from The American Heritage® Dictionary of the English Language, 4th Edition
- n. Similarity; resemblance. See Synonyms at likeness.
- n. One closely resembling another; a counterpart.
- n. A perceptible likeness.
- n. Archaic A simile, allegory, or parable.
from Wiktionary, Creative Commons Attribution/Share-Alike License
- n. Similarity or resemblance to something else.
- n. A way in which two people or things share similitude.
- n. Someone or something that closely resembles another; a duplicate or twin.
- n. A parable or allegory.
from the GNU version of the Collaborative International Dictionary of English
- n. The quality or state of being similar or like; resemblance; likeness; similarity.
- n. The act of likening, or that which likens, one thing to another; fanciful or imaginative comparison; a simile.
- n. That which is like or similar; a representation, semblance, or copy; a facsimile.
from The Century Dictionary and Cyclopedia
- n. Likeness in constitution, qualities, or appearance; similarity; resemblance.
- n. A comparison; a simile; a parable or allegory.
- n. That which bears likeness or resemblance; an image; a counterpart or facsimile.
- n. In geometry, the relation of similar figures to one another.
from WordNet 3.0 Copyright 2006 by Princeton University. All rights reserved.
- n. similarity in appearance or character or nature between persons or things
- n. a duplicate copy
Honestly, a lot of my more outrageous language is in similitude of much of the liberal posts made here.
With both her hands on his arm, she shored it back and tried to draw it forward sharply in similitude of a punch.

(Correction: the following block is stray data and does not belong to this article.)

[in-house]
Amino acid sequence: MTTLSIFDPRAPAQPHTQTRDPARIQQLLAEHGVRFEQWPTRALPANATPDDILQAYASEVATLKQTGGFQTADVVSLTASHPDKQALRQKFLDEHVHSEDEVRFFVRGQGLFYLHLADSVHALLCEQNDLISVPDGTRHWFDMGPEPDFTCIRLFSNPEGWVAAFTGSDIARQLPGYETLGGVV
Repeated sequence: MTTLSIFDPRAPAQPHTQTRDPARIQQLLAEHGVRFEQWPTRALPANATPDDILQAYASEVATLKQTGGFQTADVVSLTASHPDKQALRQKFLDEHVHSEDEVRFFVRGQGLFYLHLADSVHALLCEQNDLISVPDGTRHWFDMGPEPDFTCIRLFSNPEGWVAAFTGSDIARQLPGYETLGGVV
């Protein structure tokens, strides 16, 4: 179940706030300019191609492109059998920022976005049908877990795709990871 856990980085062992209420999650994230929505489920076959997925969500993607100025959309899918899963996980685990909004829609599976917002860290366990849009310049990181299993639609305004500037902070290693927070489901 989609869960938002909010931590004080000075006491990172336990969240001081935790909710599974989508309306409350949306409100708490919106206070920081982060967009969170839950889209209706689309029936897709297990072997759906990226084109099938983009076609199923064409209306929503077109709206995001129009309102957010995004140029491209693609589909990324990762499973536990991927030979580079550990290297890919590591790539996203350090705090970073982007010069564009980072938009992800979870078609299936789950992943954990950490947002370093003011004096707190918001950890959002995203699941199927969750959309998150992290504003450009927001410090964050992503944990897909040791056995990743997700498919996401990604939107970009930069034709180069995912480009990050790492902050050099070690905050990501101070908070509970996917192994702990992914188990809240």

The explanation of the similitude is very dreadful, ver.
The similitude is very elegant (ver. 1-5), but, II.
Or it may be taken figuratively, for his laying the country waste, and this very similitude is used in the history of it.
The similitude is taken from some common custom among the Jewish children at their play, who, as is usual with children, imitated the fashions of grown people at their marriages and funerals, rejoicing and lamenting; but being all a jest, it made no impression; no more did the ministry either of John the Baptist or of Christ upon that generation.
This branch of the similitude is only mentioned, and not prosecuted here.
The similitude is explained in the following words, It is a people of no understanding, brutish and sottish, and destitute of the knowledge of God, and that have no relish or savour of divine things, like a withered branch that has no sap in it; and this is at the bottom of all those sins for which God left them desolate, their idolatry first and afterwards their infidelity.
a blasphemous meaning, yet they sheltered themselves under the similitude from the imputation of downright blasphemy.
This doom reached beyond the law of similitude, which is a not-too-important law of physics.